U.S. NON-INTERVENTION IN THE IRANIAN REVOLUTION

            Iran used to be one of the United States’ greatest allies in the Middle East. This alliance fell apart at the time of the Iranian Revolution of 1979. The Iranian Revolution was short but violent, causing many civilians to lose their lives. The United States had the power to intervene, stop the revolution, and prevent the loss of civilian life. They had a significant investment in Iran and lost it all during the revolution. Some might say that it was possible for the United States to end the revolution and that it would have been in the United States’ best interest to stop it or that it was the moral thing to do. This brings about the question of why did the United States consider intervening, but ultimately refuse to fully intervene in the Iranian Revolution of 1979? This paper will address why the United States did not intervene in the revolution using the primary ethical theory of state moralism and the alternate theory of defensive realism.
            This paper is broken up into seven sections with the first section being the introduction followed by the background of the Iranian Revolution of 1979 and its significance today. The third section will define state moralism, a theory which will be used to explain why the United States did not intervene in the revolution. The fourth section will be the hypothesis which will put the theory into the context of the situation. The fifth section is the analysis of the theory in regard to the situation. The sixth section will be an alternative theory and its application to the situation to explain why the United States did not intervene in the revolution. Lastly, there will be a conclusion to summarize this paper. This paper will test the ability of the ethical theory of state moralism to explain why the United States did not fully intervene in the 1979 Iranian Revolution.

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Background

 

            Before the 1979 Iranian Revolution, the government of Iran was very different from what it is today. Due to the 1970’s oil boom in the Middle East, the United States saw Iran as a strategic position in the Middle East. To gain a foothold in the region, the U.S. helped place the monarch Mohammad Reza Pahlavi as the Shah of Iran. Shah Mohammad Reza Pahlavi was pro-American which upset the revolutionary group of Iranians which was led by Ayatollah Ruhollah Khomeini. Ayatollah Khomeini wanted a new government focusing on Islamic ideals and the privatization of Iranian oil while the Shah wanted to westernize the people of Iran. However, while the Shah of Iran did attempt to achieve this westernization, he did so through oppressive means.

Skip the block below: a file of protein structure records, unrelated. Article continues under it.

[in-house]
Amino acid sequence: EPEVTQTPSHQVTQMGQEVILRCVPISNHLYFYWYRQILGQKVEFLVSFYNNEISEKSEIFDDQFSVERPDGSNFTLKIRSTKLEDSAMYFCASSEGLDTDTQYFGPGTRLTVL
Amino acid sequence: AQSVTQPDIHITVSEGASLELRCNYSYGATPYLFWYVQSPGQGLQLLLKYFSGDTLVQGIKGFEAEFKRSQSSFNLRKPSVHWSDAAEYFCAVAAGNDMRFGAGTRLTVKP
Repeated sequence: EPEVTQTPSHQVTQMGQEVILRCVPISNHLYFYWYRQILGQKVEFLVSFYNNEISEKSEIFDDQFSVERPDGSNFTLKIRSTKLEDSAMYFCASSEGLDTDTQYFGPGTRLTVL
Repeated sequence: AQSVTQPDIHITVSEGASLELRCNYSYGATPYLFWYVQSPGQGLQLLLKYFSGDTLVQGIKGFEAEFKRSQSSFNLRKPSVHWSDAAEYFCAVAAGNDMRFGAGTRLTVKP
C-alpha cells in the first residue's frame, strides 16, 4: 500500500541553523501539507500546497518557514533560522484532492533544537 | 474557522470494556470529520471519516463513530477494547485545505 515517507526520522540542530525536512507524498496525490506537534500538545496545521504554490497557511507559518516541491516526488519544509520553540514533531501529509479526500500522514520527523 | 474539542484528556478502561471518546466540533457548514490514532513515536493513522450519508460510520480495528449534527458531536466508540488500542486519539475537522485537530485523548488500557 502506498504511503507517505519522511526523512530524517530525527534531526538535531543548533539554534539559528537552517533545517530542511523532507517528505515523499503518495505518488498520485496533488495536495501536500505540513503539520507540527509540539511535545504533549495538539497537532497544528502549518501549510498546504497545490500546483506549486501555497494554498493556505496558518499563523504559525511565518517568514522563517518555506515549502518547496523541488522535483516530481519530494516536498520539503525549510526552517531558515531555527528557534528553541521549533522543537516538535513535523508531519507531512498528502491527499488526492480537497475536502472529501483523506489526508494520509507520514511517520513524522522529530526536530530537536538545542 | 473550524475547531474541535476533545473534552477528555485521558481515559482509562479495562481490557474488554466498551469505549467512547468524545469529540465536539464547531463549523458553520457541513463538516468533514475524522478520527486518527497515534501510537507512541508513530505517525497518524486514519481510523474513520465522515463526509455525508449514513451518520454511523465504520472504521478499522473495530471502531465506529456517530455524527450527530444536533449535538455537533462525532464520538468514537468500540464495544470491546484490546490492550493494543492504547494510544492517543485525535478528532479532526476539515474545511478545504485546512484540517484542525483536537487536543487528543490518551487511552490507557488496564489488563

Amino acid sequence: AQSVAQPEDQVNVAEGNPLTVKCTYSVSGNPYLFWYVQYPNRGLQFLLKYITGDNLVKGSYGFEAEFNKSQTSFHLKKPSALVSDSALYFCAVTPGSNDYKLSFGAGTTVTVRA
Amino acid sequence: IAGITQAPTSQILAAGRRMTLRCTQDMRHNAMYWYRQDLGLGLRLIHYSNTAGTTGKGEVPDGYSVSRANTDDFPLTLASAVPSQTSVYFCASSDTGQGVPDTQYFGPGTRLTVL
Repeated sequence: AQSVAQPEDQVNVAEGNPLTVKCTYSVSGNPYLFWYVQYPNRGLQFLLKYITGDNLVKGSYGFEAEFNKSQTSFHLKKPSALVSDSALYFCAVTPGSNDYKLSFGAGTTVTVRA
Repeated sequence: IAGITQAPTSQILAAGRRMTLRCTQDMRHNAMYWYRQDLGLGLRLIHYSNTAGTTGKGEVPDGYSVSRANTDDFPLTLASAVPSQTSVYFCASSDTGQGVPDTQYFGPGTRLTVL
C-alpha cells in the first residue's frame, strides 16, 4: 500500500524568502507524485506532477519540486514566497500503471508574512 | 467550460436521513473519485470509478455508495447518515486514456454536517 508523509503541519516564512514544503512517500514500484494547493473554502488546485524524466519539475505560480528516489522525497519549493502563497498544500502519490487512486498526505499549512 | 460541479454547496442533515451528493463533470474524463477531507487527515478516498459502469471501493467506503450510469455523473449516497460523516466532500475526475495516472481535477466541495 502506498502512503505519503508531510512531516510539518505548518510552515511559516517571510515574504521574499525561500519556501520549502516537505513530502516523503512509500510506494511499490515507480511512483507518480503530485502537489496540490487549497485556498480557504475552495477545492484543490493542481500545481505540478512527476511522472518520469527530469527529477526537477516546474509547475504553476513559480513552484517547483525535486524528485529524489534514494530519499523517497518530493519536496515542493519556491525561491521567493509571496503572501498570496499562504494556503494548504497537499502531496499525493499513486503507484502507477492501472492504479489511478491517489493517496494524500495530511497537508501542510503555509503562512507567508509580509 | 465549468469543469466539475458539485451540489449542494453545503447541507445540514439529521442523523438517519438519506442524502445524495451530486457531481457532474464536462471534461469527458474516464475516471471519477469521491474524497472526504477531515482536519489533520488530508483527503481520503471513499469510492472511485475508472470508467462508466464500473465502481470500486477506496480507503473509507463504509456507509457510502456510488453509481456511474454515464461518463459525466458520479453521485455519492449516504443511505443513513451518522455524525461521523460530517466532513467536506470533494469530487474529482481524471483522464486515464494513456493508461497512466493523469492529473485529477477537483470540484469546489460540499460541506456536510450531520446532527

The Shah had his own personal secret police called the SAVAK. It was a “fearful force that was almost everywhere and everyone believed that any dissent, any opposition, legal or otherwise would not be tolerated by SAVAK and the people would be arrested and would be tortured” (Hadian). The SAVAK assassinated individuals who were thought to be a threat to the government. Some of the popular SAVAK torture method included the following: “electric shock, whipping, beating, inserting broken glass and pouring boiling water into the rectum, tying weights to the testicles, and the extraction of teeth and nails” (Ministry of Security SAVAK). Regular people were becoming victims of the SAVAK.

            The bloodshed of the revolution was completely one-sided with military members killing civilian protestors (Dorman 155).  “For more than a year literally millions of Iranians faced tanks and machine guns with little more than moral outrage” (Dorman 156).  The estimated number of casualties range from a little over three thousand to over seventy thousand. The government of Iran reports 70,000 “martyrs” but alternative reports estimate 3,164 Iranians were killed in the Iranian Revolution (Kadivar). Whatever the number, civilians being killed in any conflict is unacceptable.